It should come as little surprise for many of us that government efforts to put fossil energy out of business and end energy independence to instead subsidize an artificial replacement demand for solar and wind which currently together produce about 3% might not make for a very good economic or national security plan.
Add to this fiasco, millions of government-ordained and taxpayer subsidized plug-in vehicles fancifully prescribed to help achieve “net-zero carbon emission” by 2050 which, despite falling consumer interest, continue to increase electricity demands along with inflationary consumer cost hikes.
As reported in the Wall Street Journal, dozens of U.S. “renewable” power developers have increased prices they are charging for electricity and have rewritten utility contracts to try to recoup costs.
It’s turning out that all this “free” tax charity isn’t working out very well for those “green energy” manufacturers, utility production developers, and investors either.
Take solar energy as a teachable example.
As oil-poor China gluts the market with below-cost government-financed solar panels, major U.S. and European projects are being scrapped, renewable energy companies’ share prices are tanking, and the world clamors nonstop for oil and gas supplied by OPEC, Iran, and Russia.
China’s state-guided green-energy spending binge is flooding the world market with solar panels which is stymying economic attempts to manufacture them elsewhere.
Since the beginning of this year alone, according to OPIS — a Dow Jones company — prices for Chinese polysilicon, the building block of solar panels, are down 50%, while panels are down 40%.
Chinese solar manufacturers are now finding themselves frantically stuck trying to unload a huge unsold inventory at bargain half- prices, to Europe in particular, one of the big markets without tariffs or other barriers to panel imports.
Beijing’s oversupply was exacerbated by Trump administration tariffs, threats to impose anti-dumping duties, and implementation of the Uyghur Forced Labor Prevention Act, which together prevented panels made with Chinese polysilicon from entering the country.
In its August financial report, Longi Green Energy Technology, one of China’s biggest solar manufacturing companies, warned that their country’s green bubble is about to pop, whereby, “The entire industry is about to enter a knockout round.”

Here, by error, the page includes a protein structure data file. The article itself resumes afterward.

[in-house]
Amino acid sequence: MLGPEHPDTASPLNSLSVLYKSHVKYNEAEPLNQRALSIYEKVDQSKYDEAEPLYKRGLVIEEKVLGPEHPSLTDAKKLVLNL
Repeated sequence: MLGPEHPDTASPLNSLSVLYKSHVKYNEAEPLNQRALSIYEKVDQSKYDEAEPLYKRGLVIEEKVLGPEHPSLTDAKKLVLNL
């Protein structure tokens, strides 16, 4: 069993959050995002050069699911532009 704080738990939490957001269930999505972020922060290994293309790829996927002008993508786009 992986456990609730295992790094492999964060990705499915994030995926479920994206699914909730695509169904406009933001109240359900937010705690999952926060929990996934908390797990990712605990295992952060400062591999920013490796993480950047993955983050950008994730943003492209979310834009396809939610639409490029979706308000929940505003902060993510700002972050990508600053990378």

A San Juan solar-and-battery farm in northwestern New Mexico intended to retire a big coal-power plant that was supposed to come online last year with enough electricity to power 36,000 homes.
U.S. trade crackdowns and investigations on Asia-made solar panels stalled procurement for the San Yuan project, causing the Chinese solar-panel supplier to default on its obligations.
Over the past three years since the project’s contract was signed, costs for everything from panels to financing have soared with interest rates having pushed up financing costs as much as 30%.
As delays mounted and costs soared, renegotiated prices with the San Yuan utility for the electricity generated rose from $26.31 per megawatt-hour to $33.50.
Meanwhile, solar electric stockholders are getting big shocks as shares of SolarEdge Technologies (SEDG), an S&P 500 company, fell nearly 30% after slashing its outlook for third-quarter numbers and the Invesco Solar ETF (TAN) designed to track the stock market fell 6%. In October.
This plunge occurred when SolarEdge — a top provider of inverters and power optimizers for solar power systems — had cut its third-quarter revenue guidance to between $720 million and $730 million, compared to the previous guide of $880 million to $920 million.
Goldman Sachs downgraded SolarEdge to neutral from buy, and chopped its price target to 131 from 254.
Fellow manufacturer Enphase Energy (ENPH) fell 14.7%, and Solar developer SunPower (SPWR) fell 8.6%.
Enphase attributed its 13% third-quarter sales drop to declines in its key European and California markets. The company now predicts its current quarter revenue will be in a range of $300 million to $350 million, whereas analysts had previously anticipated as much as double that amount.
Of solar stocks tracked by MarketSmith in the Energy-Solar group, 25 have already lost a cumulative 38% this year, the worst performer among the 197 industry categories based on six-month price performance.
Perhaps there’s little wonder that the solar industry is in a panic.
A recent report by the Solar Energy Industries Association found that 83% of U.S. companies surveyed that use or purchase solar panels are expecting cancellations or delays which, largely due to heavy dependence on China and other Asian countries for parts and materials, could cause the industry to collapse.
As for helping to save the planet from climate change, don’t be surprised that Beijing is most willing to sell solar panels and wind turbines to finance construction of an average equivalence of a new coal-fired plant weekly.
Those Chinese “clean energy” revenues also support purchases of more than 100 million barrels of oil daily each from Iran and Russia to finance their dirty wars against our allies in Israel and Ukraine, respectively.
It’s important to recognize that reliable U.S fossil energy abundance and independence are urgent matters of national security as well.
Larry Bell is an endowed professor of space architecture at the University of Houston where he founded the Sasakawa International Center for Space Architecture and the graduate space architecture program. His latest of 12 books is “Architectures Beyond Boxes and Boundaries: My Life By Design” (2022). Read Larry Bell’s Reports — More Here.
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